S. Of course they are. But well done! I don’t imagine we’ll have to write another page on this subject. But I have one final little project for you. Can you find for me another set of keys related as these four are, in which this number could have been arranged? Remember, we started off in one key, then went down  three semitones; then up two semitones, then up three semitones.

 

N. Oh, that should be a piece of cake! [Grabs pencil and paper] Let’s see, we could start off in the key of G, then go down three semitones to E, and then.. ooops!

 

G

C

F

B flat

E flat

A flat

D flat

1 sharp

No sharps or flats

1 flat

2 flats

3 flats

4 flats

5 flats

 

S. Quite! E is a ‘forbidden key’ for our purposes!

 

N. Well, I’ll start on C then, and go down three semitones to A and.. oh!

 

S. A is forbidden too!

 

N. OK. Start on F and go down 3 semitones to D.. ulps!

 

S. D is forbidden! (actually it does get used but only  very rarely indeed…)

 

N. B flat! 3 semitones down to G.. At last! A preferred key! Great! Then two semitones up to A.. oh, blimey! That’s forbidden!

 

S. [Chuckles gleefully] Well, don’t give in! Keep trying!

 

N. Start on E flat; 3 semitones down to C. That’s good! Then two semitones up to D. Aarrgh!! Forbidden! This is bizarre!

 

S. You might as well check out the last possibility: that is, starting on D flat.

 

N. OK. D flat; then down 3 to B flat; that’s OK. Then up a tone to C, also OK. Then up 3 to E flat. At last! A combination that works!

 

S. Yes; but observe that of the seven possible starting keys, only two will allow that particular sequence to be used! The one we had here, starting on A flat, and the one you finally managed to discover, starting on D flat, correct?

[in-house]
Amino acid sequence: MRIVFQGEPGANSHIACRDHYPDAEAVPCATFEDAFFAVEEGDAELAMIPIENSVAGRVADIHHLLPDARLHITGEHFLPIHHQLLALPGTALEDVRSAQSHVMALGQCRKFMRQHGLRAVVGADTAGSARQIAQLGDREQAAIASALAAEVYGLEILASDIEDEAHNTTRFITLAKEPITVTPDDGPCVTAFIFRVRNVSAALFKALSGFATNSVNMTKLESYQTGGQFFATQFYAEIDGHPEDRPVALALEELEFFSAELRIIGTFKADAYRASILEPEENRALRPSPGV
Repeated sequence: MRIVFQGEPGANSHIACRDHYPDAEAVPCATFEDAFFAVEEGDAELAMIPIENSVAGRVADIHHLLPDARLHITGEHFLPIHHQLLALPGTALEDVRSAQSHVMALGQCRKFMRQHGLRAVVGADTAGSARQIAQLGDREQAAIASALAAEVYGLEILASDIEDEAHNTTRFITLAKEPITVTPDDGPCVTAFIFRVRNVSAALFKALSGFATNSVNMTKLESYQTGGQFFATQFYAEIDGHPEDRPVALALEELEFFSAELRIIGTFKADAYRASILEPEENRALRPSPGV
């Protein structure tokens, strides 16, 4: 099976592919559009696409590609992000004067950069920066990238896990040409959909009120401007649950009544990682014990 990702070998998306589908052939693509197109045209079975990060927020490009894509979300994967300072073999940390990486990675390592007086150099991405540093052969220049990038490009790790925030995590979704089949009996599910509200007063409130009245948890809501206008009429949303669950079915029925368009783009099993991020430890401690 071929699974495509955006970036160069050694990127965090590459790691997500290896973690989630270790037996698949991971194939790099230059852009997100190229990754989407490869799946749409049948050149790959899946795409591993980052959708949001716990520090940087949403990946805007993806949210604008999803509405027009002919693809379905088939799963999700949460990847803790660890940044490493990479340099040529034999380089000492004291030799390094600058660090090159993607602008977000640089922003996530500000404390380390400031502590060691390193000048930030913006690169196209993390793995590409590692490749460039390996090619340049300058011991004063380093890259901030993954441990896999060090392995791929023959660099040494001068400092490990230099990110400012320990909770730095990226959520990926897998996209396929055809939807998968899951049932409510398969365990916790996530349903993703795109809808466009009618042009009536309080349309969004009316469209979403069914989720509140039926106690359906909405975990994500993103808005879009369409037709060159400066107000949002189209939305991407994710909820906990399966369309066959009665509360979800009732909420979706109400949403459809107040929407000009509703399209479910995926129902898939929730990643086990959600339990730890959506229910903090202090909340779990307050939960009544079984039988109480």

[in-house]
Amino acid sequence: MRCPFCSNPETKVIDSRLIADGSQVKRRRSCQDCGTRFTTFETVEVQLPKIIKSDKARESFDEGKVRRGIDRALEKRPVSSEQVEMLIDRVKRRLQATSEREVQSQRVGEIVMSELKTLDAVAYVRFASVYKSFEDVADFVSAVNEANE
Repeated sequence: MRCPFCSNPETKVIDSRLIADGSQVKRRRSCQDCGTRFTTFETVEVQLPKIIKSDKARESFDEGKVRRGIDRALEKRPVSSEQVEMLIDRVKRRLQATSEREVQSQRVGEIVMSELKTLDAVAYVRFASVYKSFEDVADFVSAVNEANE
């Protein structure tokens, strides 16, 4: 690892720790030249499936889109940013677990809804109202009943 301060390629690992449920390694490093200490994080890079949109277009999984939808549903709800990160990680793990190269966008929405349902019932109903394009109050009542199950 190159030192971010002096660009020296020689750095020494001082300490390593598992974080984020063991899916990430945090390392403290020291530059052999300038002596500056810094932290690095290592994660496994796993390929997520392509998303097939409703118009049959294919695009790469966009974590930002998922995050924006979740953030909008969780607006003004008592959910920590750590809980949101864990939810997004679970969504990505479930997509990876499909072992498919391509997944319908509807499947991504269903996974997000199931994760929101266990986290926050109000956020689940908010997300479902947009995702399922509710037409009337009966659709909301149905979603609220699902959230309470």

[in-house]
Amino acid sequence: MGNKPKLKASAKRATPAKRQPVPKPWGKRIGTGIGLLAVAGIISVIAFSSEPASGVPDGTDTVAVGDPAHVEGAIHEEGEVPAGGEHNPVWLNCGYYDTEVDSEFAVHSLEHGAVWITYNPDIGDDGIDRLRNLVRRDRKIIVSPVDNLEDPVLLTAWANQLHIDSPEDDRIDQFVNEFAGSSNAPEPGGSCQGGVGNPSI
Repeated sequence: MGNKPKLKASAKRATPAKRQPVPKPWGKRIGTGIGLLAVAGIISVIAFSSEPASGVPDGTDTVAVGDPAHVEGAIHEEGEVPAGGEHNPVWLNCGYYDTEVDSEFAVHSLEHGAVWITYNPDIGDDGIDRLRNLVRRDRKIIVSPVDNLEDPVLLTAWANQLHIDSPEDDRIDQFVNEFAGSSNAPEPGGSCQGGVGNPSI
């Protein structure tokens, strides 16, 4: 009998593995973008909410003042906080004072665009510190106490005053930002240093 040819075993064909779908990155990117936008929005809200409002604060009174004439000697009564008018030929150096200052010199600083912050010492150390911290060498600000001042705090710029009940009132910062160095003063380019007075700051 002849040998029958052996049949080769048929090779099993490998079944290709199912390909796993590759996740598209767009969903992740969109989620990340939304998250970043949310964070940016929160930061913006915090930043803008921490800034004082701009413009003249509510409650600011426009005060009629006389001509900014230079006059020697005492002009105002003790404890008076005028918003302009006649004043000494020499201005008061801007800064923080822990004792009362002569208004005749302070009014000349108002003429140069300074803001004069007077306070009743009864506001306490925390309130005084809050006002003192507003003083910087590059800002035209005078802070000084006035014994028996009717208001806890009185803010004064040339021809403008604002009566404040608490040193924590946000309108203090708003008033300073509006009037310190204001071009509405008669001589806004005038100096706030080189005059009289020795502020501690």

N. Yes.

 

S. And what about the positions of A flat and D flat on the keyboard?

 

N. Er… they’re quite a way apart!

 

S. EXCELLENT! If something recorded originally in A flat got played back in D flat – or vice versa – it would be impossible not to notice! It would be either fantastically fast, or fantastically slow. So you see, on this Ipana Troubadours record, the particular keys we arrived at are indeed the only possible keys that could have been used.

 

N. So that 1920s and early 1930s arrangements, with their frequent (but largely standardised) key changes, make it easier by far to be confident about choosing the correct pitch at which to play the 78?

 

S. Amen!

 

N. What other standardised key changes are there?

 

S. [Sighs deeply] Please, not so much enthusiasm! I am old and tired and we both need a drink. In any case, you know more than enough now to work them out for yourself!

 

N. I crave pardon, Sage! [He hastens to the drinks cabinet…]

 

 

 

 

First written 10/11th November 2002, using only audio files.

Rewritten December 30th 2009 & 1st January 2010 using mp3s & YouTube links.

Happy New Year, everybody!